Corporate Eye

Brands that Made Headlines in 2008

Which brands were in the news in 2008?  I thought I’d put together a review of newsworthy brands (good and bad) by writing down the first 10 brands that popped into my head that made headlines in 2008.  Here we go…

1. Apple

Apple could do no wrong in 2008.  The iPhone, iPod, iTunes, new Macbooks, a laptop that fits in a manilla envelope – you name it, Apple has been hot in recent years, and 2008 was not an exception.  If there is an easier way to do something (and a prettier way), Apple will find it.  Apple is the perfect example of a thriving relationship brand that moved from cult status to actually steal some market share from the market leader, Microsoft, who has actually stooped to trying to counterattack Apple with ads that leave much to be desired.  Will Apple remain as popular in 2009?  We’ll have to wait and see, but I can’t imagine the love story will end anytime soon.

2. GM, Chrysler, Dodge

U.S. auto manufacturers are desperately seeking a bailout to make all the faulty decisions made at the executive level in the past decade go away.  The question is whether they’ll change their ways if a bailout or some other form of government help comes there way.   It seems doubtful.

3. Starbucks

Starbucks struggled to remain relevant in 2008 as the economy took a drastic downturn and loyal customers found themselves without the cash flow to afford a $6 cup of coffee.  Starbucks has been struggling with its branding, and it’s hard to say if the company can turn things around in 2009.

4. Google

Google is slowly taking over the world.  New applications, including the Google Android T-Mobile G1 phone, position Google to continue its takeover in 2009 with no major threats from competitors in sight.

5. AIG and the Bailout Crew

I’m lumping together all the financial companies in the U.S. who needed the government to bail them out as a result of their own greediness.  By extending loans to people who really couldn’t afford them for many years, the writing was on the wall.  It had to all come crashing down one day, and 2008 was it.  Unfortunately, the effects of those questionable lending strategies were (and continue to be) very far reaching.  AIG and the Bailout Crew (yes, it sounds like the name of a hardened rock band) seemed to come out of the crisis better than anyone else, particularly consumers.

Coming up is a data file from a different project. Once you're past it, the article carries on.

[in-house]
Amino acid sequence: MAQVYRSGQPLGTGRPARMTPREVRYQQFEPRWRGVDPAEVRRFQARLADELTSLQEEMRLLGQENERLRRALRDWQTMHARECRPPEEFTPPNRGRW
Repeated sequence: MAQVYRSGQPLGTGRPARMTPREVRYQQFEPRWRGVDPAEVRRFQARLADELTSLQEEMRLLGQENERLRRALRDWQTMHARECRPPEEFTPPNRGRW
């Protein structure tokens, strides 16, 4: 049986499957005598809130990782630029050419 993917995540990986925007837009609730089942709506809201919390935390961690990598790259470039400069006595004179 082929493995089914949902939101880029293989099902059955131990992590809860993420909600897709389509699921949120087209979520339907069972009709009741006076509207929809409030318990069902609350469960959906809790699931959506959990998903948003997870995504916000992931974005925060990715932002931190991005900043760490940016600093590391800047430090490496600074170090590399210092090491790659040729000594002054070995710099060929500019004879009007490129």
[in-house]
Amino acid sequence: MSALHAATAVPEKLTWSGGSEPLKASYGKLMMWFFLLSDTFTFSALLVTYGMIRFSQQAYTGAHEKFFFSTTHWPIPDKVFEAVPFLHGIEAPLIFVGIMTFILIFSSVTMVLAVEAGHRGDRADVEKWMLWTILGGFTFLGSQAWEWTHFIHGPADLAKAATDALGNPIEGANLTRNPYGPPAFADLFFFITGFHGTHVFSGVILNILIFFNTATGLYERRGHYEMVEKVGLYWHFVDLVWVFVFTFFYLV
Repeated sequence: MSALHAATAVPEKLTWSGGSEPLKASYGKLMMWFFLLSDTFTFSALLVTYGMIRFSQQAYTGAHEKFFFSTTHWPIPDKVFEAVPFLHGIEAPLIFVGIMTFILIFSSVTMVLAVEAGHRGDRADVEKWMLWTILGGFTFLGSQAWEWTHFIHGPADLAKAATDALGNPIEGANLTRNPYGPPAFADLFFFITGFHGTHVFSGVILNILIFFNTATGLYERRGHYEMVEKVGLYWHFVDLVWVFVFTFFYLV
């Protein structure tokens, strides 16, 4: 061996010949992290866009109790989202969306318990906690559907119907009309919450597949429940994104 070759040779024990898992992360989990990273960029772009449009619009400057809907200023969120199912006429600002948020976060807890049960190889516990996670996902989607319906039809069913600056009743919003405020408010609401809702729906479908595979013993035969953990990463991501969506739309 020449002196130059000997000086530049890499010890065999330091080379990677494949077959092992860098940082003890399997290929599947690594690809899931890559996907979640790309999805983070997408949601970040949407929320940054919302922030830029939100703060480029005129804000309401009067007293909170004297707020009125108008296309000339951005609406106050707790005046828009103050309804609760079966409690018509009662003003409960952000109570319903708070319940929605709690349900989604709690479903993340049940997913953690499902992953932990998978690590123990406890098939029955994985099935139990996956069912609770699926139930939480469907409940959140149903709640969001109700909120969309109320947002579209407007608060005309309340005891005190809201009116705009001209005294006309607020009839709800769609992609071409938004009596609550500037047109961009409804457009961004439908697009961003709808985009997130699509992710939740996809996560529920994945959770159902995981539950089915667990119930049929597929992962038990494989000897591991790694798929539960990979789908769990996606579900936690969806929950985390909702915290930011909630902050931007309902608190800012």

6. Walmart

Recession = less discretionary income, which = bargain shopping, which = big profits for Walmart!

7. Toyota

As gas prices soared, Prius sales grew, and so did positive impressions of the Toyota brand which came to represent environmental-consciousness, innovation and quality all rolled into one.  All of this was happening when U.S. car manufacturers were still putting Hummers and Cadillac Escalades on their dealers’ lots.

8. Nintendo

Guitar Hero, Wii, Nintendo DS, the list goes on and on of hot products with the Nintendo brand name on them that consumers were talking about in 2008. 

9. Twitter

Twitter started in 2006 as a new microblogging concept, which grew quickly.  By early 2008, the number of Twitter users skyrocketed to over 1 million (statistic via TechCrunch), and it continues to grow even faster.  Competitors have come and gone (e.g., Pownce closed shop this month), but Twitter keeps getting bigger.  Twitter has become a strong brand with a strong community, and it will be interesting to see what’s next for the brand.

10. Yahoo!

Is Microsoft going to buy Yahoo?  No.  Wait, yes, Microsoft is going to buy Yahoo.  No, wait, now they aren’t.  Wait a minute, yes, Microsoft is going to buy Yahoo.  No, hold on.  Microsoft is not going to buy Yahoo.  2008 will be the year remembered with the question, “What’s going to happen to Yahoo?”

Now it’s your turn.  What brands that made headlines in 2008 impacted you – positively or negatively?

Image: Flickr

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Susan Gunelius is the author of 10 marketing, social media, branding, copywriting, and technology books, and she is President & CEO of KeySplash Creative, Inc., a marketing communications company. She also owns Women on Business, an award-wining blog for business women. She is a featured columnist for and, and her marketing-related articles have appeared on websites such as,,, and more. She has over 20 years of experience in the marketing field having spent the first decade of her career directing marketing programs for some of the largest companies in the world, including divisions of AT&T and HSBC. Today, her clients include large and small companies around the world and household brands like Citigroup, Cox Communications, Intuit, and more. Susan is frequently interviewed about marketing and branding by television, radio, print, and online media organizations, and she speaks about these topics at events around the world. You can connect with her on Twitter, Facebook, LinkedIn, or Google+.